Issue 15

Issue #15

The Wonderful World of Tony Medina
Poet and educator Dr. Tony Medina talks with Cave Canem fellow Jacqueline Johnson about the current state of poetry.

Original Notes of A Native Son
James Baldwin’s friend and editor Sol Stein talks of their early days at DeWitt Clinton High School in the Bronx, NY.

Poet, educator, and scholar E. Ethelbert Miller slowed down just long enough to discuss literature, scholarship, and Howard University. by Remica Bingham

Boogie Down Productions
Five Bronx poets, five Bronx talents featured in the chapbook Shout Out: Caridad De La Luz/La Bruja, John Rodriguez, Anita Garcia/Rokafella, Jessica Roman, and Victoria SammartinoShout Out is published by Pepatián, a South Bronx-based organization dedicated to supporting, presenting, and creating contemporary Latino art. For more information visit

A History of African American People (proposed) by Strom Thurmond by Percival Everett & James Kincaid
The Oldest Orphan by Tierno Monenembo
Some People, Some Other Place by J. California Cooper
Who Slashed Celanire’s Throat by Maryse Conde
Wild Like That: Good Stuff Smellin Strong by Tish Benson


“We from the Bronx, New York, sh*t happens…” – Fat Joe

If you’re reading this issue in page order, as many do not, let me warn you, particularly if you call Harlem home—James Baldwin’s formative years came in the Bronx. The DeWitt Clinton High School graduate’s early writing experiences took place while a staffer for the school’s newspaper, the Magpie. Now, we Bronx folks are not claiming Baldwin as our own—thoughts of the Great Librarian Riots of 2005 are too much even for us to fathom. But facts are facts. Baldwin’s love of writing and literature were forged in the Boogie Down.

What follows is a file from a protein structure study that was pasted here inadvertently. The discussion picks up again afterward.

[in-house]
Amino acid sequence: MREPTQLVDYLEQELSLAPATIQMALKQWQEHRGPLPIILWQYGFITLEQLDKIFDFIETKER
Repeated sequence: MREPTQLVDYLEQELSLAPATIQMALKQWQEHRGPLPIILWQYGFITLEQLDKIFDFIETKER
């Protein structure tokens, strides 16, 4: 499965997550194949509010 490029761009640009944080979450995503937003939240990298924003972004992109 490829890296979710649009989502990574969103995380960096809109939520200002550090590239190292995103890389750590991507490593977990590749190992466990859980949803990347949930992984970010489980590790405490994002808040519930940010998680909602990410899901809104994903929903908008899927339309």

And though the Bronx can lay claim to many legit homegrown literary voices: Cynthia Ozick, Abraham Rodriquez, Edgar Allen Poe, E. L. Doctorow—it’s still Baldwin’s influence that may have the longest impact on the literary cognoscenti emerging from the Bronx. In this new edition of Mosaic poets and educators Tony Medina and E. Ethelbert Miller both site Baldwin’s influence.

In the works of five young Bronx poets: La Bruja, Rokafella, Jessica Roman, and Victoria Sammartino are hints of Baldwin’s influence—an unflinching mirror of truth. Even the amusing “Spidermanizm” by John Rodriguez lays out how to deal when you get to the “end of your rope.”

I’m probably feeding into another stereotype. Poetic influences being “appropriated,” sampled if you will, by Bronx artists but it’s these cross-boundary influence that stir originality inspiring others to get it done.

“The Bronx keeps creating it…” –KRS One


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